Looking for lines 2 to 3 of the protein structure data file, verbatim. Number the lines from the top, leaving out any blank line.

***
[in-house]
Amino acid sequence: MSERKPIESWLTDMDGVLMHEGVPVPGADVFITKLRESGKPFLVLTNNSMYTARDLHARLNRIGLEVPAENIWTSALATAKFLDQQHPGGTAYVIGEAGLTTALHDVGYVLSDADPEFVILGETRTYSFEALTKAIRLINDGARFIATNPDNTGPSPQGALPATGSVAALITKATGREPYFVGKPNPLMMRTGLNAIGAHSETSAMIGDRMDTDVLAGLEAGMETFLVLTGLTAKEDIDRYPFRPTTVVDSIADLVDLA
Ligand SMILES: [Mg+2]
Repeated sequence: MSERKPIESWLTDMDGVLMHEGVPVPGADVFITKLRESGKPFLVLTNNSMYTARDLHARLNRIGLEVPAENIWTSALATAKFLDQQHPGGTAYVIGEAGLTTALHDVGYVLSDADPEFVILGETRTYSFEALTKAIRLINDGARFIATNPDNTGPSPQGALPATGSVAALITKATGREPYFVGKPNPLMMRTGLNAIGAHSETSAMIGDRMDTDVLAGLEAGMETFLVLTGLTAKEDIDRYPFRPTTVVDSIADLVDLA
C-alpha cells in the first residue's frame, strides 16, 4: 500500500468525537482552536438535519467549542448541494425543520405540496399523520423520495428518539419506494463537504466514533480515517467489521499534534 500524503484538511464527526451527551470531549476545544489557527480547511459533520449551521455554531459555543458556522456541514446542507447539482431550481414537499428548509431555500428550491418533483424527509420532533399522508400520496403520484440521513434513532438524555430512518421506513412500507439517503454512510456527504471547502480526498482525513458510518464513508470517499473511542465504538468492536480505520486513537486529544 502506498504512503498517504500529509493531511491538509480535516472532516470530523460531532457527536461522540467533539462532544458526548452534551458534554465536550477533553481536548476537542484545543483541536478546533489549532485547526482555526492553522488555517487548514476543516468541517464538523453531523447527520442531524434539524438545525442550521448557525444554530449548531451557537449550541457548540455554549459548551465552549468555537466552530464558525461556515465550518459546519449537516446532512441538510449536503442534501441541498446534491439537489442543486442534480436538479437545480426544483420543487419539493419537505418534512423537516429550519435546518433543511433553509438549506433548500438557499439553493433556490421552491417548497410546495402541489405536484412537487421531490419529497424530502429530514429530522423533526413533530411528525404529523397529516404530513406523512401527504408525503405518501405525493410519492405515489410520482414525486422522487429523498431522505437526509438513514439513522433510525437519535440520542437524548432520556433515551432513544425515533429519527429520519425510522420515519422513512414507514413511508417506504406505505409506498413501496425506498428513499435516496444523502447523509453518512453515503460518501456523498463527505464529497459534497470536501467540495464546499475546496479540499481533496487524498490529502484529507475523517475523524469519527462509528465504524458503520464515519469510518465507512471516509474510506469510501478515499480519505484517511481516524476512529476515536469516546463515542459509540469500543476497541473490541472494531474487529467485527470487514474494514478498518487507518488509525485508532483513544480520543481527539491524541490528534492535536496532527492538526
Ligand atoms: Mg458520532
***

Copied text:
Amino acid sequence: MSERKPIESWLTDMDGVLMHEGVPVPGADVFITKLRESGKPFLVLTNNSMYTARDLHARLNRIGLEVPAENIWTSALATAKFLDQQHPGGTAYVIGEAGLTTALHDVGYVLSDADPEFVILGETRTYSFEALTKAIRLINDGARFIATNPDNTGPSPQGALPATGSVAALITKATGREPYFVGKPNPLMMRTGLNAIGAHSETSAMIGDRMDTDVLAGLEAGMETFLVLTGLTAKEDIDRYPFRPTTVVDSIADLVDLA
Ligand SMILES: [Mg+2]